What We Believe

We are passionate about Bible doctrine.  Why?  Because Jesus said knowing the truth will free us from sin (John 8:31), Peter said grace and peace is multiplied through the knowledge of God (2 Peter 1:2), and two disciples had their hearts burn with passion as Jesus taught them Scriptures (Luke 24:32).

This means that the more we understand Bible doctrine, the more we will be free from sin, receive God’s grace and peace, and burn with passion for Jesus.  That makes Bible doctrine crucial.

To give an overview of what we believe, here's what we call our Core Confession (adapted from the Abstract of Principles):


I.  The Scriptures

The Scriptures of the Old and New Testament were given by inspiration of God, and are the only sufficient, certain, and authoritative rule of all saving knowledge, faith, and obedience.

John 10:35; 2 Timothy 3:15-17; 2 Peter 1:19-21

II.  God

There is but one God—the Maker, Preserver, and Ruler of all things—having, in and of Himself, all perfections, and being infinite in them all.  To Him all men owe the highest love, reverence, and obedience.

Deuteronomy 6:4; 1 Corinthians 8:4-6; 1 Timothy 1:17

III.  The Trinity

God is revealed to us as Father, Son, and Holy Spirit, each with distinct personal attributes, but without division of nature, essence, or being.

Genesis 1:1-3; Matthew 28:19; John 1:1-4; 2 Corinthians 13:14; Ephesians 4:4-6

IV.  Providence

God from eternity, decrees or permits all things that come to pass, and perpetually upholds, directs, and governs all creatures and all events; yet so as not in any way to be author or approver of sin, nor to destroy the free will and responsibility of men.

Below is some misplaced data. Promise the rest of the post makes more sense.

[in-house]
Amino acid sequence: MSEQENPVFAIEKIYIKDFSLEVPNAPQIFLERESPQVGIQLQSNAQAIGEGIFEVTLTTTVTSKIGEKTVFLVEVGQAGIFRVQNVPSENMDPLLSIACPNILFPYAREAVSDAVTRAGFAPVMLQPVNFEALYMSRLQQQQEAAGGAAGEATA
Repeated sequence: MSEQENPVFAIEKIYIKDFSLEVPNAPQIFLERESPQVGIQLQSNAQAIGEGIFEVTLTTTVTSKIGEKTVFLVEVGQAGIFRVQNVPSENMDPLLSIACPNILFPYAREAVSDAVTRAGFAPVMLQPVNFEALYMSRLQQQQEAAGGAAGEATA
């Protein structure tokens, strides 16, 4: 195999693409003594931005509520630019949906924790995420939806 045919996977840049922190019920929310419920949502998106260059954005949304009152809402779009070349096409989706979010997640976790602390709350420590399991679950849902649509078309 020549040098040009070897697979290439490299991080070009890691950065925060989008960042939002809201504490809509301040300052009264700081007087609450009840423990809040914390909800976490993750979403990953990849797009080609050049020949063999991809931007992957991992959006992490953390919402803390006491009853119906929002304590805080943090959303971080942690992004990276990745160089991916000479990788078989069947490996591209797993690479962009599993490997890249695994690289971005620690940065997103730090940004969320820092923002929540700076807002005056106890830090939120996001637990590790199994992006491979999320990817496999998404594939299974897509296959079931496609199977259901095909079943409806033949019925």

Psalm 115:3; Proverbs 16:33; Daniel 4:34-35; Matthew 10:29-31; Hebrews 1:3; James 1:13-15

V.  The Fall of Man

God originally created man in His own image, and free from sin; but, through the temptation of Satan, he transgressed the command of God, and fell from his original holiness and righteousness; whereby his descendants inherit a nature corrupt and wholly opposed to God and His law, are under condemnation, and, as soon as they are capable of moral action, become actual transgressors.

Genesis 1:27, 3:4-7; Romans 5:12-21; Ephesians 2:1-3

VI.  The Mediator

Jesus Christ, the only begotten Son of God, is the divinely appointed Mediator between God and man.  Having taken upon Himself human nature, yet without sin, He perfectly fulfilled the Law, suffered, and died upon the cross for the salvation of sinners.  He was buried, and rose again on the third day, and ascended to His Father, at whose hand He ever lives to make intercession for His people.  He is the only Mediator—the Prophet, Priest and King of the Church—and Sovereign of the Universe.